Bungie has filed a lawsuit against an individual for habitually and repeatedly violating Destiny 2's Limited Software Licence Agreement, as well as threats made to staff via social media.
The lawsuit, filed last Friday, accuses a streamer known as Luca Leone of routinely streaming Destiny 2 gameplay with cheats enabled, something he has been banned for multiple times.
The suit alleges that Leone has dodged the bans by creating 13 new accounts, and the creation of each separate account is counted as an individual breach of the LSLA, according to Bungie.
Leone has also been accused of threatening employees at the studio. The lawsuit makes reference to tweets posted by the defendant regarding his "desire to 'burn down' Bungie's office building," and tweets that imply staff are "not safe" given Leon's intent to move into their neighbourhood.
During the investigation into Leone, it was discovered that the streamer is also a member of a forum used to sell social media accounts and Destiny 2 emblems -- most of which need to be earned through gameplay. This is another violation of the LSLA, which states that the "unauthorised commercial exploitation of Destiny 2" is prohibited.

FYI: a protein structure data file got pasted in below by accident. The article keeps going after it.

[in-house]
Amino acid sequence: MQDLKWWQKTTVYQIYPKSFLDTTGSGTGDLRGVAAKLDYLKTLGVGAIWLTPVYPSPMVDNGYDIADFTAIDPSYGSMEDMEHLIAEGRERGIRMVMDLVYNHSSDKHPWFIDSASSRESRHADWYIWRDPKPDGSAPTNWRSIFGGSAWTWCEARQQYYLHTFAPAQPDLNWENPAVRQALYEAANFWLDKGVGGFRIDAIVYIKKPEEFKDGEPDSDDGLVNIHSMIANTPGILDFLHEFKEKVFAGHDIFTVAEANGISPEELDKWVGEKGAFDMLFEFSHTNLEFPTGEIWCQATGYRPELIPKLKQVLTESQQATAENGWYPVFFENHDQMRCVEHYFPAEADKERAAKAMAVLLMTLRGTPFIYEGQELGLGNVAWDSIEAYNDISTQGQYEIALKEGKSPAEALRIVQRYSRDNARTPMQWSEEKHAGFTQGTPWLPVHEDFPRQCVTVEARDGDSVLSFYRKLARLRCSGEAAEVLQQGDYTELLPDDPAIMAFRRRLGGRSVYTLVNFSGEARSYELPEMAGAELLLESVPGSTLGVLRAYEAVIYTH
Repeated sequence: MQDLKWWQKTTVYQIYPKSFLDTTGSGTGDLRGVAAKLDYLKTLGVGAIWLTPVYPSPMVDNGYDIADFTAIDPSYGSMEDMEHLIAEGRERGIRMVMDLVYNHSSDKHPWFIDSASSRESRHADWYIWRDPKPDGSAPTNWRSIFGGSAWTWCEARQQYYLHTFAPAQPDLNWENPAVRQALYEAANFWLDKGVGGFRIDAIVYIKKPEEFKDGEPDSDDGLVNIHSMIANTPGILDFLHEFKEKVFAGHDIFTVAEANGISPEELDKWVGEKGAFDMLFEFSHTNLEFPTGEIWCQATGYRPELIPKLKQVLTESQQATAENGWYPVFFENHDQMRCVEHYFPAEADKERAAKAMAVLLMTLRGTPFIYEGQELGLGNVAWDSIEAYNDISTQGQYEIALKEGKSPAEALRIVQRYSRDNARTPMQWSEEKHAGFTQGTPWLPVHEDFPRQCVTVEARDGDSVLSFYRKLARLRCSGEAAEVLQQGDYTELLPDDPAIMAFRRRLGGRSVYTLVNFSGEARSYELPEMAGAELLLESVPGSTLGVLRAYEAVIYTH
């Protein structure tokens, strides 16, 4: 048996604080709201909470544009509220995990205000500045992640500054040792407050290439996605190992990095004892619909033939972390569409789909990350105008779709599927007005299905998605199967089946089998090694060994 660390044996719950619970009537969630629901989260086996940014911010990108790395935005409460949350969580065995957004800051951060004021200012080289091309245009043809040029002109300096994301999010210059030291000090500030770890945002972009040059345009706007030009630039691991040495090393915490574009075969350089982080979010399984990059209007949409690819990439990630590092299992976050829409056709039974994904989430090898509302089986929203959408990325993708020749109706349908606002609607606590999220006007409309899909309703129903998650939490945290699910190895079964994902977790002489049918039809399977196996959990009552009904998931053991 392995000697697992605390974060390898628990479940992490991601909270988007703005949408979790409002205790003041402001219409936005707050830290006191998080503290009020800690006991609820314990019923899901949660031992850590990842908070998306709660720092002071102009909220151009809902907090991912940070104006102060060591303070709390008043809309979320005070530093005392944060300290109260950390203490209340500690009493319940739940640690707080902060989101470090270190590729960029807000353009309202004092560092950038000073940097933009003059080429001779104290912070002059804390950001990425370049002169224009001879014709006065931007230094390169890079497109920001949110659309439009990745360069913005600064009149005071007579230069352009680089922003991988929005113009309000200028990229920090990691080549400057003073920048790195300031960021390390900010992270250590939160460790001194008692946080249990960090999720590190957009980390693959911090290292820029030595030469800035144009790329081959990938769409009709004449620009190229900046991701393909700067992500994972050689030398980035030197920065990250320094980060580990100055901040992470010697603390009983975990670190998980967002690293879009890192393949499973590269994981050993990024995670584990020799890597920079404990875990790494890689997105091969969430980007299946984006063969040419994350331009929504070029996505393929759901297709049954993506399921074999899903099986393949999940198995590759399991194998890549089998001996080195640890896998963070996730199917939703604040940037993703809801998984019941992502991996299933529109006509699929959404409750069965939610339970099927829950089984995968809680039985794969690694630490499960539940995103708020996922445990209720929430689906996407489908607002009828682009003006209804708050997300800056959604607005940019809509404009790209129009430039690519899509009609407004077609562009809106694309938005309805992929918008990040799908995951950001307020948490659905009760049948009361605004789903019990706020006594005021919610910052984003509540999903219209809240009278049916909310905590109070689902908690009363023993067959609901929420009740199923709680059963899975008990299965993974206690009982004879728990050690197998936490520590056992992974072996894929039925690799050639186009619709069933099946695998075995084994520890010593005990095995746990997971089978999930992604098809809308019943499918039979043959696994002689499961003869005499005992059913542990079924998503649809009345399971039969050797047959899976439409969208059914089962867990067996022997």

The suit is demanding $150,000 in damages, and has asked the court to block Leone from contacting any Bungie employees or Destiny 2 players.
"As Bungie has demonstrated repeatedly, it will not allow its game, its community, or its employees to be abused, defrauded, or threatened," the lawsuit stated. "Leone has done all three, and this action is the consequence."
The suit against Leone is the latest in a string of action taken against individuals violating Destiny 2's agreement. Last month, the developer was awarded $13.5 million in a lawsuit against cheat creator Elite Boss Tech.
In April, a similar case filed against cheat seller Aim Junkies was dismissed due to a lack of solid proof that the defendant had infringed upon Bungie's copyrights, but invited the studio to refile the claims should it present more evidence.
Bungie also took aim at a series of fraudulent DMCA YouTube strikes issued to members of its content creator community earlier this year, including its own official channels. The strikes were reported anonymously, but the developer said at the time it intends to find out who issued them.